I still love going to the library. The days of shooshing have gone, but a lot of libraries still have a quiet reverence about them. Of course, they've also had to diversify, offering computer equipment for use, dvds and audio books for hire and holding sessions for mother and toddler groups, and so on. Our local City library also screens Indie films. Books have become just one of the many things offered by these wonderful places.

I've been on a bit of a library book kick recently and I still get excited now when I know I'm going to library, 30 odd years later! If I see or hear of a book I think I'd like to read I go and find it on Amazon and put it in my wish list. That way I have a constant reference. Once I've read them (from the library), I just delete it off the wish list. Of course, when books are popular, you may have to reserve them but 50p to reserve a new release hardback is a lot better than the 10 pounds upwards you'd be paying to buy it. The excitement of a 'library notification' email dropping into my inbox is quite tangible! It seems that, when it comes to books, I am quite easily pleased.

Of course there are still books I'd like to buy. I'm a total book addict but finances and space often mean you have to compromise. It's also a great way to try new genres, and authors without worrying as to whether you are wasting your money. And, of course, the most important issue is that if we don't use these wonderful resources, we are going to lose them. That cannot happen. It mustn't happen. Libraries make people happy. They educate people, and provide a sanctuary from the noise of the outside world, mobile phones and all the other extraneous noise that it's sometimes good to shut out for a time. Don't let them disappear.

So, am I the only one who gets excited at library notification emails? Do you have happy memories of your early visits (or later ones!)?

Thursday, 8 March 2012

Read a (free!) Ebook week

As some of you may know, Smashwords are doing a 'Read an Ebook' week promotion this week, and I just wanted to let you know that I'm taking part!

My novel, 'No Place Like Home' is, for this week only, absolutely FREE!

When Ellie Laing goes out to Kansas to be bridesmaid to her best friend, Sandy, she’s absolutely sworn off men. Having suffered abuse at the hands of one boyfriend, and absolute boredom with another, she’s had it with men. She’s just going to enjoy three weeks of relaxation with her friend, Kate, house sitting at Sandy’s brother’s ranch doing nothing but swimming, reading and enjoying the open air.

But what Sandy’s forgotten to tell her is that her brother’s plans have changed and Ben’s now going to be in town for the entire time. With suggestions of finding a hotel dismissed, Ellie agrees to stay at the ranch.

As soon as Ben sees Ellie again, he knows the feelings he’d shut away after their past encounters were going to be harder to contain than he thought. But with one broken marriage behind him, he’s not about to let anyone else in and run the risk of another broken heart.

But as their feelings begin to overwhelm them, will either of them be prepared to let down their guards or will their past prevent them from ever finding real love?

Click here and download it now for free!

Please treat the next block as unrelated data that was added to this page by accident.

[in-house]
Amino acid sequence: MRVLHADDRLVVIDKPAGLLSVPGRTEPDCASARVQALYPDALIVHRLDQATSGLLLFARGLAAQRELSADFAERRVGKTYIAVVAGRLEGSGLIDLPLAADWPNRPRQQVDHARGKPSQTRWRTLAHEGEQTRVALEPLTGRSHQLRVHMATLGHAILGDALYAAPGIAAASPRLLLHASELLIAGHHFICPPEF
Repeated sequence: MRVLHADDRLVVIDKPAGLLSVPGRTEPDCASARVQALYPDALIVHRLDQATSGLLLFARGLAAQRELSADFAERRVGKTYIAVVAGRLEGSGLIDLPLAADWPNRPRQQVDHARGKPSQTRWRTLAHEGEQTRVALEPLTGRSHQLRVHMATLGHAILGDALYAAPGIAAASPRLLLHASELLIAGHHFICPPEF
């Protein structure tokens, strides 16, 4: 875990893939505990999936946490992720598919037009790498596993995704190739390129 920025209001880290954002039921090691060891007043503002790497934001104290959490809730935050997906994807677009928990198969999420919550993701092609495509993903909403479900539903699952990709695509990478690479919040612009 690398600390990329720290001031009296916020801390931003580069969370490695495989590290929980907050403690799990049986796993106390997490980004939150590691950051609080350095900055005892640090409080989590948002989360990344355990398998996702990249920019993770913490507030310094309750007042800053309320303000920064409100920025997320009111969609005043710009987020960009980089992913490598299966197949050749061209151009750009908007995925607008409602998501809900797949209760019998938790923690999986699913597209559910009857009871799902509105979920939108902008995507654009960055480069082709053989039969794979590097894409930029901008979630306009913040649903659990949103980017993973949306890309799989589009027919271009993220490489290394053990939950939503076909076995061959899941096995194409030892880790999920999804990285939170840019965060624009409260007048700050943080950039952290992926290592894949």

The promotion ends at midnight on the 10th March, but bear in mind that is Pacific Standard Time, so you'll need to convert that to whichever time zone you're in.

I'd love as many as possible for you to download it and, hopefully, leave me some lovely comments on the review pages, and/or here!

Thanks very much for your support, and happy reading!

Saturday, 3 March 2012

Writing For Magazines by Need2Know books

I recently read 'Writing for Magazines', written by Diana Cambridge and published by Need2Know books, and thought I'd do a mini-review.

Last year I read, and reviewed, one of Diana's previous books on a similar subject, 'How to write for magazines in one weekend'. You can read that review here. It was a great book, and had a look of good ideas. The best thing about this author is that she really makes you believe that you can do it. There's plenty of encouragement, aswell as an understanding of the disappointments inevitably experienced in writing, such as rejection.

The Need2Know book is pretty much a pared down, slightly updated version of the 'weekend' book. There's a section on e-zines which have increased as a market since the publication of the original book, but many of the hints and tips given prior are reiterated in the book for this series.

I think it's a great book to get you started on the subject, perhaps if it's something you are just considering doing at the moment, it will really give you a good basic knowledge. There's also suggested reference books mentioned throughout. I was about to go back through in order to list Diana's suggestions, but no need! There's a handy list of reference material in the back, including the aforementioned books, aswell as writing retreats, holidays, magazines and courses.

The very talented Diana Cambridge has her own website here. Whenever I have contacted her, she has always been very helpful, and encouraging. She also runs courses from her home in Bath, details of which are on the website.

So, all in all, this is yet another good title to add to both Diana Cambridge's repertoire, and the series itself.

If magazine writing isn't your thing, there are several other writing subjects covered by Need2Know books which can be found on their website here.

Have you read this book, or any of the others in the series? If so, what did you think?